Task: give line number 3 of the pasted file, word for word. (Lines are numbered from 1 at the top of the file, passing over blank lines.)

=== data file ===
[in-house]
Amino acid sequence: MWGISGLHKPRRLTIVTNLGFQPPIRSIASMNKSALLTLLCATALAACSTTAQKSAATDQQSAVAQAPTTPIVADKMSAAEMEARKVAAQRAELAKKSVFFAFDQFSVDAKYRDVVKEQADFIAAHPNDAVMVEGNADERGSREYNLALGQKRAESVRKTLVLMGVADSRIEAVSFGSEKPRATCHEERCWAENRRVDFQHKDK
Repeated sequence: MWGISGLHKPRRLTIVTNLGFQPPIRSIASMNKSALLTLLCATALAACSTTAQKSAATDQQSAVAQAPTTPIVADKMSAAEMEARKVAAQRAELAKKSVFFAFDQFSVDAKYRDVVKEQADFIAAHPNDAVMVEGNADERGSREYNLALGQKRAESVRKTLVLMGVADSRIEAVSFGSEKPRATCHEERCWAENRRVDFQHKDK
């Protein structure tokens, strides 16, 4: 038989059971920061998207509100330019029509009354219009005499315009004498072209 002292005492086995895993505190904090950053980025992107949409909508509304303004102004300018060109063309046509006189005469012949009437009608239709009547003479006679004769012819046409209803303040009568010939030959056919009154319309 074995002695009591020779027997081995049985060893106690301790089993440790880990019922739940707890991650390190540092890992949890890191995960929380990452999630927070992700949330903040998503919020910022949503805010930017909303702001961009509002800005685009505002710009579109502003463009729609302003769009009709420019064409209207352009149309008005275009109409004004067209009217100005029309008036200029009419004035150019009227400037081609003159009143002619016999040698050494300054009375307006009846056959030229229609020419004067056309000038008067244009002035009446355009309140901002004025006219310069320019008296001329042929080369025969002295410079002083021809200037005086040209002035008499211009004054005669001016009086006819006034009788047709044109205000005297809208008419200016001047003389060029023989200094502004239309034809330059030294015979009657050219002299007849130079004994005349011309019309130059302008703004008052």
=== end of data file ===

Repeated sequence: MWGISGLHKPRRLTIVTNLGFQPPIRSIASMNKSALLTLLCATALAACSTTAQKSAATDQQSAVAQAPTTPIVADKMSAAEMEARKVAAQRAELAKKSVFFAFDQFSVDAKYRDVVKEQADFIAAHPNDAVMVEGNADERGSREYNLALGQKRAESVRKTLVLMGVADSRIEAVSFGSEKPRATCHEERCWAENRRVDFQHKDK